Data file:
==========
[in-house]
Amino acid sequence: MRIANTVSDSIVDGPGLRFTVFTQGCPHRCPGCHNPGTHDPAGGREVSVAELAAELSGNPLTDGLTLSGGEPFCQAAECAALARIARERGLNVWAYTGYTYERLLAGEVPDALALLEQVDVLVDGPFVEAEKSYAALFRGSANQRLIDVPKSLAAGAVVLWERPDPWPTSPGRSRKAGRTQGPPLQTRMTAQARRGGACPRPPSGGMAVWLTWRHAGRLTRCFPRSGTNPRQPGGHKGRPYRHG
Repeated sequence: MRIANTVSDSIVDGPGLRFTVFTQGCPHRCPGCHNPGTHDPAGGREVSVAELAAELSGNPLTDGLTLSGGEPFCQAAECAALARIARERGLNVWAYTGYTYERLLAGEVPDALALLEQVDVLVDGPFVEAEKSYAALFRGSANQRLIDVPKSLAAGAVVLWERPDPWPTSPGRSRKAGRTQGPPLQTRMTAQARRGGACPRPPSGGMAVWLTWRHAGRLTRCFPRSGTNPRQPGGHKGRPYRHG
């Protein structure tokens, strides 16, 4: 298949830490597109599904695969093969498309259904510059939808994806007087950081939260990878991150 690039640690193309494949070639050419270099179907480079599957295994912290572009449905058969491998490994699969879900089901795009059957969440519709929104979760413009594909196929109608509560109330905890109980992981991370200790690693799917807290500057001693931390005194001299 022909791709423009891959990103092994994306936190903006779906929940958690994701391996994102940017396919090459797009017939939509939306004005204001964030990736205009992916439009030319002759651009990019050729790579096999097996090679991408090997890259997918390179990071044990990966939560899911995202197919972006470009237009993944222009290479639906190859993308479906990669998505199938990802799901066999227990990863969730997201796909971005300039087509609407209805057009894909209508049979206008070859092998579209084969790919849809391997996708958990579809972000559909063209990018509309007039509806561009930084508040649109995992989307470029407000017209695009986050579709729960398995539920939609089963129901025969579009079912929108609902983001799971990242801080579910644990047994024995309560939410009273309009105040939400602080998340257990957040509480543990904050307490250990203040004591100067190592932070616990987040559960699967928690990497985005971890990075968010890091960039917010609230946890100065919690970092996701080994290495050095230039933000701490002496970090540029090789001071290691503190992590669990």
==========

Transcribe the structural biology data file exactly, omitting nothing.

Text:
[in-house]
Amino acid sequence: MRIANTVSDSIVDGPGLRFTVFTQGCPHRCPGCHNPGTHDPAGGREVSVAELAAELSGNPLTDGLTLSGGEPFCQAAECAALARIARERGLNVWAYTGYTYERLLAGEVPDALALLEQVDVLVDGPFVEAEKSYAALFRGSANQRLIDVPKSLAAGAVVLWERPDPWPTSPGRSRKAGRTQGPPLQTRMTAQARRGGACPRPPSGGMAVWLTWRHAGRLTRCFPRSGTNPRQPGGHKGRPYRHG
Repeated sequence: MRIANTVSDSIVDGPGLRFTVFTQGCPHRCPGCHNPGTHDPAGGREVSVAELAAELSGNPLTDGLTLSGGEPFCQAAECAALARIARERGLNVWAYTGYTYERLLAGEVPDALALLEQVDVLVDGPFVEAEKSYAALFRGSANQRLIDVPKSLAAGAVVLWERPDPWPTSPGRSRKAGRTQGPPLQTRMTAQARRGGACPRPPSGGMAVWLTWRHAGRLTRCFPRSGTNPRQPGGHKGRPYRHG
């Protein structure tokens, strides 16, 4: 298949830490597109599904695969093969498309259904510059939808994806007087950081939260990878991150 690039640690193309494949070639050419270099179907480079599957295994912290572009449905058969491998490994699969879900089901795009059957969440519709929104979760413009594909196929109608509560109330905890109980992981991370200790690693799917807290500057001693931390005194001299 022909791709423009891959990103092994994306936190903006779906929940958690994701391996994102940017396919090459797009017939939509939306004005204001964030990736205009992916439009030319002759651009990019050729790579096999097996090679991408090997890259997918390179990071044990990966939560899911995202197919972006470009237009993944222009290479639906190859993308479906990669998505199938990802799901066999227990990863969730997201796909971005300039087509609407209805057009894909209508049979206008070859092998579209084969790919849809391997996708958990579809972000559909063209990018509309007039509806561009930084508040649109995992989307470029407000017209695009986050579709729960398995539920939609089963129901025969579009079912929108609902983001799971990242801080579910644990047994024995309560939410009273309009105040939400602080998340257990957040509480543990904050307490250990203040004591100067190592932070616990987040559960699967928690990497985005971890990075968010890091960039917010609230946890100065919690970092996701080994290495050095230039933000701490002496970090540029090789001071290691503190992590669990």